I thought I was done with music when I quit Charanga Nueve – so I left music for a couple of years. When I quit Charanga Nueve and I didn’t do anything with music for about a year, which was hard. It was a really, really hard time to go through, but also really important. It showed me how important music is in my life. I realized that music is part of my identity – it’s who I am and it’s really hard to separate that out of my life. So I started teaching music in elementary schools. I was working at Cisco and they were kind enough to let me off a couple of mornings a week so I could go and teach. I found a lot of joy working with children and giving them the gift of music. It was pretty cool.

A while after I quit Charanga Nueve, I went to a Cirque Du Soleil concert with my family and my Mom said, “You know, I read somewhere that Cirque Du Soleil is auditioning singers . . .” I’ve been really intrigued by the music that they do in Cirque Du Soleil, so I went on their website and I checked it out. I sent in a demo CD and my press kit that I had at the time. I got a response pretty quickly saying, “We want to audition you.” I was completely flabbergasted and so excited. They said, “We’ll give you a warning a month before we’re in an area near you.” I thought, “Cool!” I started taking voice lessons again and getting my voice back in gear. Then I didn’t hear from them, and four or five months went by. I wrote them to see what was going on and they said, “It can take up to five years.” So I just put it out of my mind and I just kept doing what I was doing. About a year later I got an e-mail saying “We will be in Los Angeles in May and you are to present yourself there.” Then it was like, “Oh no, I have one month and I haven’t been practicing or singing . . .” So I quickly got myself back into some form of vocal shape, flew down to Los Angeles, did this crazy audition. It was not the best, but it was a great experience at the time.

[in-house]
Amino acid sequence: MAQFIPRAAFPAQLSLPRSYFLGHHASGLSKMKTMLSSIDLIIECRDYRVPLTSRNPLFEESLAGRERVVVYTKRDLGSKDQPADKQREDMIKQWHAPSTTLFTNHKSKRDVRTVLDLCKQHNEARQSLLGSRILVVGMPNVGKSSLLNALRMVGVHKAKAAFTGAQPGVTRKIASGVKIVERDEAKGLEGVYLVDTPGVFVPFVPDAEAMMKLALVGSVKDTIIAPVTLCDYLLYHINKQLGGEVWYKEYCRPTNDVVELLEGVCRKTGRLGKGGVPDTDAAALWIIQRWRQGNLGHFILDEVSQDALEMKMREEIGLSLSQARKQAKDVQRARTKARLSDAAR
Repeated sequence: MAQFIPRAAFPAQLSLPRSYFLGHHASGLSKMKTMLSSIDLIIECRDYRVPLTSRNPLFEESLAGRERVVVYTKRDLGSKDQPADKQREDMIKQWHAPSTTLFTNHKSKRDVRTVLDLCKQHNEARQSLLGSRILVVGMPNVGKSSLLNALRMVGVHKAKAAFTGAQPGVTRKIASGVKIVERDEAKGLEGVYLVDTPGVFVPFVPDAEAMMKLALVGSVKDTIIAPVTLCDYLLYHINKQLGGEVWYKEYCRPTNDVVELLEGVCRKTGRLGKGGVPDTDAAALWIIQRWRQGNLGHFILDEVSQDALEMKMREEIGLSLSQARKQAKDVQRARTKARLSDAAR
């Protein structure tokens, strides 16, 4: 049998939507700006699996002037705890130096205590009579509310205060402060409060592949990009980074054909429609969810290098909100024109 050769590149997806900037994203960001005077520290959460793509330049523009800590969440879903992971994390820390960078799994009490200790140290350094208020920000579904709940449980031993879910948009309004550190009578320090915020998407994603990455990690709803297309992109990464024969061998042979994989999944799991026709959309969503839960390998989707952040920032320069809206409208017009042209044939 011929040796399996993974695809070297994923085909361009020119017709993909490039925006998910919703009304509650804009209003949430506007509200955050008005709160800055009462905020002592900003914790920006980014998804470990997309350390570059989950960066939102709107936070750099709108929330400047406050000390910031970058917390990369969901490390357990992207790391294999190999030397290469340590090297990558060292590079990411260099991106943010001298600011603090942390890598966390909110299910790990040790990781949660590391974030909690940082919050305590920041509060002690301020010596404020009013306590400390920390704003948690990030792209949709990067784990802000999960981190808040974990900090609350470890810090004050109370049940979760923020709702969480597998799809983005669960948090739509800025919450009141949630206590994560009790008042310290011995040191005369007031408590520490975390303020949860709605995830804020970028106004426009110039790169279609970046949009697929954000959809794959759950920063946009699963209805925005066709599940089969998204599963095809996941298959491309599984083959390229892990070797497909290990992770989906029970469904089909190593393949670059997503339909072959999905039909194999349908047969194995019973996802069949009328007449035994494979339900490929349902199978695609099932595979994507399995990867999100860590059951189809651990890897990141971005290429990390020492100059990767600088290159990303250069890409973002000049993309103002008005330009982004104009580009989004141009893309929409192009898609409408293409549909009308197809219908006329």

The bottom line was that going down there and doing that audition gave my voice back to me. It made me realize that I love to sing. Even though I didn’t get the gig with Cirque Du Soleil, I learned that I could be a singer and I could do this full time . . . at least I needed to try. So I came back up here and I put the plan in motion. I talked to my kids – the deal with my children was that they pay tuition and I’d pay for everything else for their college education. Since my older son took four and a half years to graduate, I was extending the same courtesy to my younger son. He had about another year left at school, so I said, “Here’s the deal – you get one more year of my money and then I’m broke!” I think that being able to do this and having their support really made it that much easier to make this transition, because they were both saying, “Mom, we’ll respect and love you so much more if you’re doing something that you love to do instead of staying in a job that you hate.” It was really, really touching, and they have been so supportive of me since I quit my job at Cisco and pursued music. They’ve been a part of the journey with me – my older son rapped on the first CD (Birds in Flight), which was really fun – it was the hit of the CD, which was even cooler! My younger son is a film maker and a photographer, so he’s been a part of all that stuff as well. It’s been kind of fun to include them.